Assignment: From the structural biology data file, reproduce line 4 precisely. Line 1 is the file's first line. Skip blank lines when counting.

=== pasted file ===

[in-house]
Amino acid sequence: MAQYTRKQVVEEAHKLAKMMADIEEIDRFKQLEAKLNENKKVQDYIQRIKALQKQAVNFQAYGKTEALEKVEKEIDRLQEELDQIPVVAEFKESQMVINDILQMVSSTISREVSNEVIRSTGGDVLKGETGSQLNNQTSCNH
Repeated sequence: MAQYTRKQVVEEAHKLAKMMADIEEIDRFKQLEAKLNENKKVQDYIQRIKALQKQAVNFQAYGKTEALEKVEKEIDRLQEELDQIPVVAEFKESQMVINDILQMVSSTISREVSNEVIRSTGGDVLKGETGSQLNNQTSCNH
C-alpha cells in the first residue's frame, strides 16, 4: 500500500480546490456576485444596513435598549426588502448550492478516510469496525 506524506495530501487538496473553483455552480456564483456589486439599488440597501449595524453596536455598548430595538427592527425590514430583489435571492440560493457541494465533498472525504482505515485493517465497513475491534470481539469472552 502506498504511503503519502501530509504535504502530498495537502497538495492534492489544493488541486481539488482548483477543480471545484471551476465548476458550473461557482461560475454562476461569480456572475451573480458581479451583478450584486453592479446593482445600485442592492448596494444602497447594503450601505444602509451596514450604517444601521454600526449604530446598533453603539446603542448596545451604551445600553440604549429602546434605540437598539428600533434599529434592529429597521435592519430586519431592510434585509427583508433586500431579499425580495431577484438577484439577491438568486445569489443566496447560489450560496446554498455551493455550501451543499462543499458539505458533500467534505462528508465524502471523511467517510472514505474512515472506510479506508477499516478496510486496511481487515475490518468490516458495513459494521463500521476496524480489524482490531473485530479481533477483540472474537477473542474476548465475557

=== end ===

C-alpha cells in the first residue's frame, strides 16, 4: 500500500480546490456576485444596513435598549426588502448550492478516510469496525 506524506495530501487538496473553483455552480456564483456589486439599488440597501449595524453596536455598548430595538427592527425590514430583489435571492440560493457541494465533498472525504482505515485493517465497513475491534470481539469472552 502506498504511503503519502501530509504535504502530498495537502497538495492534492489544493488541486481539488482548483477543480471545484471551476465548476458550473461557482461560475454562476461569480456572475451573480458581479451583478450584486453592479446593482445600485442592492448596494444602497447594503450601505444602509451596514450604517444601521454600526449604530446598533453603539446603542448596545451604551445600553440604549429602546434605540437598539428600533434599529434592529429597521435592519430586519431592510434585509427583508433586500431579499425580495431577484438577484439577491438568486445569489443566496447560489450560496446554498455551493455550501451543499462543499458539505458533500467534505462528508465524502471523511467517510472514505474512515472506510479506508477499516478496510486496511481487515475490518468490516458495513459494521463500521476496524480489524482490531473485530479481533477483540472474537477473542474476548465475557